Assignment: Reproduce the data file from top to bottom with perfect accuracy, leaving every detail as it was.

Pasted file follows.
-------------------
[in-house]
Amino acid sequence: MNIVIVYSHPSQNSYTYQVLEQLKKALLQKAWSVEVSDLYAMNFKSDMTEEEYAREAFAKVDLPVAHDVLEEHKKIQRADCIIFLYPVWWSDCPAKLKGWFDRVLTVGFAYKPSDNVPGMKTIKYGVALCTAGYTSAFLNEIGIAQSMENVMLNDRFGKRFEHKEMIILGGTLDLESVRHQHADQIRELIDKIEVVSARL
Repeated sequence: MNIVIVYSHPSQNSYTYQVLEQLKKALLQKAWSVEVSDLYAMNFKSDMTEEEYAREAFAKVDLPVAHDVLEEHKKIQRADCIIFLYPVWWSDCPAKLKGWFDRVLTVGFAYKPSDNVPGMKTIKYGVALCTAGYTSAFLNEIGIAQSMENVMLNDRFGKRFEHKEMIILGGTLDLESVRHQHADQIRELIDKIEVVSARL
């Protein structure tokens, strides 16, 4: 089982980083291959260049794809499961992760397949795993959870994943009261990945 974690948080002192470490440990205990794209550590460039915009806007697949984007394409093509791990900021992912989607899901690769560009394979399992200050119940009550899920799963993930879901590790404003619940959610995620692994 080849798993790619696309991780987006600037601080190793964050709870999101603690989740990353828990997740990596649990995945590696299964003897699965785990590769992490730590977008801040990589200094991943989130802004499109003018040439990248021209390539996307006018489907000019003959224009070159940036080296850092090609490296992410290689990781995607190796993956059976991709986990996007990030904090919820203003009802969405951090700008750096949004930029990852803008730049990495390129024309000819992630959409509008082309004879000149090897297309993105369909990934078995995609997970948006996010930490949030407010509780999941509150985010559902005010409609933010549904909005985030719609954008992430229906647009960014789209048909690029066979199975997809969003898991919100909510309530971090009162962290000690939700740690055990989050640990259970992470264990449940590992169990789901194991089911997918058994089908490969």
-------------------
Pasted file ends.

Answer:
[in-house]
Amino acid sequence: MNIVIVYSHPSQNSYTYQVLEQLKKALLQKAWSVEVSDLYAMNFKSDMTEEEYAREAFAKVDLPVAHDVLEEHKKIQRADCIIFLYPVWWSDCPAKLKGWFDRVLTVGFAYKPSDNVPGMKTIKYGVALCTAGYTSAFLNEIGIAQSMENVMLNDRFGKRFEHKEMIILGGTLDLESVRHQHADQIRELIDKIEVVSARL
Repeated sequence: MNIVIVYSHPSQNSYTYQVLEQLKKALLQKAWSVEVSDLYAMNFKSDMTEEEYAREAFAKVDLPVAHDVLEEHKKIQRADCIIFLYPVWWSDCPAKLKGWFDRVLTVGFAYKPSDNVPGMKTIKYGVALCTAGYTSAFLNEIGIAQSMENVMLNDRFGKRFEHKEMIILGGTLDLESVRHQHADQIRELIDKIEVVSARL
């Protein structure tokens, strides 16, 4: 089982980083291959260049794809499961992760397949795993959870994943009261990945 974690948080002192470490440990205990794209550590460039915009806007697949984007394409093509791990900021992912989607899901690769560009394979399992200050119940009550899920799963993930879901590790404003619940959610995620692994 080849798993790619696309991780987006600037601080190793964050709870999101603690989740990353828990997740990596649990995945590696299964003897699965785990590769992490730590977008801040990589200094991943989130802004499109003018040439990248021209390539996307006018489907000019003959224009070159940036080296850092090609490296992410290689990781995607190796993956059976991709986990996007990030904090919820203003009802969405951090700008750096949004930029990852803008730049990495390129024309000819992630959409509008082309004879000149090897297309993105369909990934078995995609997970948006996010930490949030407010509780999941509150985010559902005010409609933010549904909005985030719609954008992430229906647009960014789209048909690029066979199975997809969003898991919100909510309530971090009162962290000690939700740690055990989050640990259970992470264990449940590992169990789901194991089911997918058994089908490969």